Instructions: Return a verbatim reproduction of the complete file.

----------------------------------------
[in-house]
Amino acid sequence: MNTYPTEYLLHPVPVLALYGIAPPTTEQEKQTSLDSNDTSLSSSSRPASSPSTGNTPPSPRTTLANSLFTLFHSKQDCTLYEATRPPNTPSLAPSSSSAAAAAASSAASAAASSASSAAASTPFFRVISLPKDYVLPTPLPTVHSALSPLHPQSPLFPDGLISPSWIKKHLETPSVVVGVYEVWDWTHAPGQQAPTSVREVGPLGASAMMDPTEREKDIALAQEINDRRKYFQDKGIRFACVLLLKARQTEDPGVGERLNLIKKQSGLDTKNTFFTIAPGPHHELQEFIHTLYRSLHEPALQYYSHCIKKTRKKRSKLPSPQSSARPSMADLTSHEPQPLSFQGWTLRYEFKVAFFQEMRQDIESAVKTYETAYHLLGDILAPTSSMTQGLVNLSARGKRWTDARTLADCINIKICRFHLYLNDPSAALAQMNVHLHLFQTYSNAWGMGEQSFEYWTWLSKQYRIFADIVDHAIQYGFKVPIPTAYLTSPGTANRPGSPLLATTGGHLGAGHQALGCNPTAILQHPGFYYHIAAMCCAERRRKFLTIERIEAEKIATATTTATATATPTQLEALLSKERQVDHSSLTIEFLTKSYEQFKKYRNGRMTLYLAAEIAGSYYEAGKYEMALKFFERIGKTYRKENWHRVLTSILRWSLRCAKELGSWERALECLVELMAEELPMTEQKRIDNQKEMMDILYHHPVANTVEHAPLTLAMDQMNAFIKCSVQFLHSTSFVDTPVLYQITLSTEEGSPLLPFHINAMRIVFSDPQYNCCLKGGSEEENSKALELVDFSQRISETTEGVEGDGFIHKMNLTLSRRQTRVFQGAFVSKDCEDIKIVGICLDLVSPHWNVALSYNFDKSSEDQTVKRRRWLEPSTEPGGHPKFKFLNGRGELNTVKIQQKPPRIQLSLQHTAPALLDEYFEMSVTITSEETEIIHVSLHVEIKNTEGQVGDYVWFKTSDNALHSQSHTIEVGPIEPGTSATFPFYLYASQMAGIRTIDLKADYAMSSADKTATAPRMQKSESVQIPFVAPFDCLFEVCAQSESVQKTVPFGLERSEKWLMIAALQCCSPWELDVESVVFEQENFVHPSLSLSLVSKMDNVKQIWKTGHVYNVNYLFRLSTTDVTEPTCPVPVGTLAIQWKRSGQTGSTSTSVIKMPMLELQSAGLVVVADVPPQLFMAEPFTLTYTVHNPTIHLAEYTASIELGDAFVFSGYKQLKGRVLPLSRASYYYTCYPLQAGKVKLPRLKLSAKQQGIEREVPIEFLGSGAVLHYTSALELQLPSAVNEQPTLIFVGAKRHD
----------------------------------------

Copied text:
[in-house]
Amino acid sequence: MNTYPTEYLLHPVPVLALYGIAPPTTEQEKQTSLDSNDTSLSSSSRPASSPSTGNTPPSPRTTLANSLFTLFHSKQDCTLYEATRPPNTPSLAPSSSSAAAAAASSAASAAASSASSAAASTPFFRVISLPKDYVLPTPLPTVHSALSPLHPQSPLFPDGLISPSWIKKHLETPSVVVGVYEVWDWTHAPGQQAPTSVREVGPLGASAMMDPTEREKDIALAQEINDRRKYFQDKGIRFACVLLLKARQTEDPGVGERLNLIKKQSGLDTKNTFFTIAPGPHHELQEFIHTLYRSLHEPALQYYSHCIKKTRKKRSKLPSPQSSARPSMADLTSHEPQPLSFQGWTLRYEFKVAFFQEMRQDIESAVKTYETAYHLLGDILAPTSSMTQGLVNLSARGKRWTDARTLADCINIKICRFHLYLNDPSAALAQMNVHLHLFQTYSNAWGMGEQSFEYWTWLSKQYRIFADIVDHAIQYGFKVPIPTAYLTSPGTANRPGSPLLATTGGHLGAGHQALGCNPTAILQHPGFYYHIAAMCCAERRRKFLTIERIEAEKIATATTTATATATPTQLEALLSKERQVDHSSLTIEFLTKSYEQFKKYRNGRMTLYLAAEIAGSYYEAGKYEMALKFFERIGKTYRKENWHRVLTSILRWSLRCAKELGSWERALECLVELMAEELPMTEQKRIDNQKEMMDILYHHPVANTVEHAPLTLAMDQMNAFIKCSVQFLHSTSFVDTPVLYQITLSTEEGSPLLPFHINAMRIVFSDPQYNCCLKGGSEEENSKALELVDFSQRISETTEGVEGDGFIHKMNLTLSRRQTRVFQGAFVSKDCEDIKIVGICLDLVSPHWNVALSYNFDKSSEDQTVKRRRWLEPSTEPGGHPKFKFLNGRGELNTVKIQQKPPRIQLSLQHTAPALLDEYFEMSVTITSEETEIIHVSLHVEIKNTEGQVGDYVWFKTSDNALHSQSHTIEVGPIEPGTSATFPFYLYASQMAGIRTIDLKADYAMSSADKTATAPRMQKSESVQIPFVAPFDCLFEVCAQSESVQKTVPFGLERSEKWLMIAALQCCSPWELDVESVVFEQENFVHPSLSLSLVSKMDNVKQIWKTGHVYNVNYLFRLSTTDVTEPTCPVPVGTLAIQWKRSGQTGSTSTSVIKMPMLELQSAGLVVVADVPPQLFMAEPFTLTYTVHNPTIHLAEYTASIELGDAFVFSGYKQLKGRVLPLSRASYYYTCYPLQAGKVKLPRLKLSAKQQGIEREVPIEFLGSGAVLHYTSALELQLPSAVNEQPTLIFVGAKRHD